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This website is under development - The information contained on this site is for guidance only and is not intended for self diagnosis or self treatment. This will not replace professional medical advice or consultation. Always seek the professional advice of a qualified health care professional.   
Pre Op Check list - patient    Prevention & Treatment
Prevention is better than cure. During your stay in the hospital, we will take all reasonable steps to minimise the risks. Some of the steps we take to achieve this are detailed below. If a side effect or complication should occur (for example wound infection), then you should promptly report to the hospital/GP as starting appropriate treatment early is likely to resolve the problem.

DVT/PE (Blood Clot formation) : We will provide you with elastic stockings (TEDs) which compress the veins in the calf and keeps the blood flowing in the deeper veins. In patients with high risk of DVT formation, during surgery, we tend to use special foot or calf compression mechanical pumps to keep the blood flowing. In addition to this, as the operation is done in the upper limb, we will encourage you to mobilise early and ensure that you are well hydrated. In patients we will use blood thinning injections especially when use of TEDs stocking is contra-indicated.

Infection: We screen for any presence of organism like MRSA in all patients and deal with these before the operation. All the shoulder operations are done in ultra-clean air theatre where the air is micro-filtered and cycled at the rate of about 100 cycles per minute. I generally use alcoholic chlorhexidine gluconate as a cleaning agent to the skin. This has been shown to have long residual action to keep the skin sterile during operation. When implant surgery is done, then I will also use a broad spectrum antibiotics to keep the infection risk minimal. When doing joint replacement surgery, my team will use a hood/mask system as well.

Bleeding: I use electric cautery to stop bleeding from the small blood vessels. When performing open surgery, and if needed larger blood vessels are tied down to stop bleeding. In addition pressure dressing is applied to minimise this risk.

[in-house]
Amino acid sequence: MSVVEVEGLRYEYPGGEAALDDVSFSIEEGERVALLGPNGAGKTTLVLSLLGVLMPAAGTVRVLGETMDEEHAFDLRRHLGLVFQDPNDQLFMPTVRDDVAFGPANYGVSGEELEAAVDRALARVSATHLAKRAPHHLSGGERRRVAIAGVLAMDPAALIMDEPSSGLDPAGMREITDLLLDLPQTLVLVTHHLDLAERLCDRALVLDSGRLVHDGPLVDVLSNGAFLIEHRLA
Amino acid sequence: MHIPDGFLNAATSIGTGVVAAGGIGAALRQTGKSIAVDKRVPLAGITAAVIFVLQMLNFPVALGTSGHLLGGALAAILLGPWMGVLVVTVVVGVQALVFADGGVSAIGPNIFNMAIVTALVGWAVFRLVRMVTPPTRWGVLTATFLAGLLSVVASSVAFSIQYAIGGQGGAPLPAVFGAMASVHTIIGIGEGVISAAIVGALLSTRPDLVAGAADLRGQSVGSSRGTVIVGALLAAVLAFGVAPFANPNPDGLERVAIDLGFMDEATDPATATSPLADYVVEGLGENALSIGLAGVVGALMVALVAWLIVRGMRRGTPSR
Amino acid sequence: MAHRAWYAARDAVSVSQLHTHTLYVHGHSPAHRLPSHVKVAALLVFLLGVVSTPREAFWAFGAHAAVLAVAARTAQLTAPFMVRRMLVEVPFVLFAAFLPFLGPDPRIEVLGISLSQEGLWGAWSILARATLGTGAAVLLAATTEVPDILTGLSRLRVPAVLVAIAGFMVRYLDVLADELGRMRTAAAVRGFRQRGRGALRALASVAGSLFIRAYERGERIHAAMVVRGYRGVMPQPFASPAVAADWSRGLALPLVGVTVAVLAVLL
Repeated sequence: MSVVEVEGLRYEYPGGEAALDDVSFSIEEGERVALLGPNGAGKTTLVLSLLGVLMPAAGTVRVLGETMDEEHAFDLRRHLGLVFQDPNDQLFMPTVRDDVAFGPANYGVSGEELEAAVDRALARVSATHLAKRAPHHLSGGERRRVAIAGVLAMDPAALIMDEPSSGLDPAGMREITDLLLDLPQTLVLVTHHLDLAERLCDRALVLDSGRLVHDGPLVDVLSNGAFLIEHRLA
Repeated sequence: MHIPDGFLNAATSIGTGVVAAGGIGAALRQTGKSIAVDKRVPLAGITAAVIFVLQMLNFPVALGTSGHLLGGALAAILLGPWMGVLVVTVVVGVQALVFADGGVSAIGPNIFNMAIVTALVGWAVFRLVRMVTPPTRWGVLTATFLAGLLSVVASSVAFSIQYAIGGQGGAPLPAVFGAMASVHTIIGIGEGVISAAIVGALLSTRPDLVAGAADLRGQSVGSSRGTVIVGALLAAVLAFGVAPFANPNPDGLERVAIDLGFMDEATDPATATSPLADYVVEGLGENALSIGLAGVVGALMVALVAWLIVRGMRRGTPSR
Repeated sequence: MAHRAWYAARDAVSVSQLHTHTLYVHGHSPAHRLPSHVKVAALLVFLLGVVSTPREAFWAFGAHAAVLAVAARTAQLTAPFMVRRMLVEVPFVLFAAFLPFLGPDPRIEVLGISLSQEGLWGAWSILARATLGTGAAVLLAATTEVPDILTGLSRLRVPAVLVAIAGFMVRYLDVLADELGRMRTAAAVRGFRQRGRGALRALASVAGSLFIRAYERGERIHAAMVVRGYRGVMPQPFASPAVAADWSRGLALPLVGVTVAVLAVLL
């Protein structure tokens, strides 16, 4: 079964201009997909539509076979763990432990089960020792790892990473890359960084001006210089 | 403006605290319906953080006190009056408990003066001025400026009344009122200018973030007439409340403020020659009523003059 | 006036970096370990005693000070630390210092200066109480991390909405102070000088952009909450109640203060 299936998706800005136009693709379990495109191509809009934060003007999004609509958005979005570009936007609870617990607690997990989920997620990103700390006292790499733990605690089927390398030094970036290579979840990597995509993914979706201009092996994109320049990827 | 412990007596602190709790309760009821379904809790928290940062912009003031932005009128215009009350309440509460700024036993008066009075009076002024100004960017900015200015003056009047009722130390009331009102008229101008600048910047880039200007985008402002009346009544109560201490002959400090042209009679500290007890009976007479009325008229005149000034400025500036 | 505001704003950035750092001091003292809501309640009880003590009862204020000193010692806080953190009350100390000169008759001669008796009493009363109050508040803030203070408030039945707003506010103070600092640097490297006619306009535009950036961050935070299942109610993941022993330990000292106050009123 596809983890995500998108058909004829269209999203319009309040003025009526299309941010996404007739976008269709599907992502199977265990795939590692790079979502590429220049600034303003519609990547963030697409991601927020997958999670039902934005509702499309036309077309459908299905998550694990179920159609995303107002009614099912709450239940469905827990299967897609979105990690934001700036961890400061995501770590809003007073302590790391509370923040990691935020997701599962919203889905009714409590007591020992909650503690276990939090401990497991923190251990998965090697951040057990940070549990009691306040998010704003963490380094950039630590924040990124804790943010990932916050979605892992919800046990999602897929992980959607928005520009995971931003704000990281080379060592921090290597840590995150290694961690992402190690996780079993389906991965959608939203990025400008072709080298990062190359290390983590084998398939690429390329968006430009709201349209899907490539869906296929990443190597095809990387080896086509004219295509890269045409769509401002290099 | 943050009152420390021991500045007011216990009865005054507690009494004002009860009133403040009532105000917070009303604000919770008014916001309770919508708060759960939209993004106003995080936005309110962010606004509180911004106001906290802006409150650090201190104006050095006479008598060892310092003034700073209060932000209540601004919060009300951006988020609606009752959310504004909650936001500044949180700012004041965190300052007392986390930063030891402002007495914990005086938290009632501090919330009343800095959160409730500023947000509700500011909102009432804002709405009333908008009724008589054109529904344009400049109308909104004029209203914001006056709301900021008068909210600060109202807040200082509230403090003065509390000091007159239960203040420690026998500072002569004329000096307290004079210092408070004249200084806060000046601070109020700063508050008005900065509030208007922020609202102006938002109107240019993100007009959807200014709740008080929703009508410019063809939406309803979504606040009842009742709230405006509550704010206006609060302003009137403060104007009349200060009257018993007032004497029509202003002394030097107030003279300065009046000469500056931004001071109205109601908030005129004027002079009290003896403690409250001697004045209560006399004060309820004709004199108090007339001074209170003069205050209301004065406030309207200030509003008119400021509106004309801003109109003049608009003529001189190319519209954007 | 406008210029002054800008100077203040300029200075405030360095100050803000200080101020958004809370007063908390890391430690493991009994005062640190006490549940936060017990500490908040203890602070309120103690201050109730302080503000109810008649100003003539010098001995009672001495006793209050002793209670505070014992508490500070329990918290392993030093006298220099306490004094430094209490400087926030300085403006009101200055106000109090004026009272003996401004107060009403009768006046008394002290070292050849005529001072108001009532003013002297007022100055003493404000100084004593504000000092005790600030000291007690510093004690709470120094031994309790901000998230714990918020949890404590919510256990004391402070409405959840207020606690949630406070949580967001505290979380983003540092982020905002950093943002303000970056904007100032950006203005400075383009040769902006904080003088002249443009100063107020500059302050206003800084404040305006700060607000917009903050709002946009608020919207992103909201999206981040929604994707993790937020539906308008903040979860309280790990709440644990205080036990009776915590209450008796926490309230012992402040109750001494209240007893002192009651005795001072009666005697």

Nerve damage: Damage to nerves in the skin are inevitable. They will result in loss of sensation around the scar. However, these are minor side effects from surgery and will not lead to serious problems in future. Numbness will diminish with time. Damage to the deeper nerves are rare. I take extreme care to keep this risk low. In the 7,000 + operations I have done (including those for trauma) I have had 3 cases where the deeper nerves failed to function normally quite possibly due to bleeding and pressure. In these 2 cases, the damaged nerves recovered fully over a period of time. When it does occur it is quite disabling but with physiotherapy and splints, the arm is kept in a functional position during recovery. Damage to individual branches of nerves are not uncommon and occur in the rate of 1:500 and more often than not recover over a period of months. Radial nerve may take on an average 18 months to recover.

Stitch abscess: Many of the sutures used during surgery will dissolve over a period of time. The ‘dissolving’ of the suture is because your body will slowly ‘digest’ the suture material. This tends to happen between 4-6 weeks after the surgery. Sometimes your body can throw an intense reaction during this time which can result in a small abscess. Very infrequently, small purple colour suture material may come out. All it requires in this situation is a good clean up, removal of any suture material which has not digested and if necessary a course of oral antibiotics.

Complex Regional Pain Syndrome: This is a rare complication that occurs in the frequency of 1 in 500 or less. There is no easy way of predicting who will get this. This occurs due to sensitised nerves. It is more common in people who have had it before. It can be minimised by taking high dose vitamin C, judicious use of strong painkillers, use of special nerve agents like pregablin/gabapentine and more importantly, prompt participation in the rehabilitation.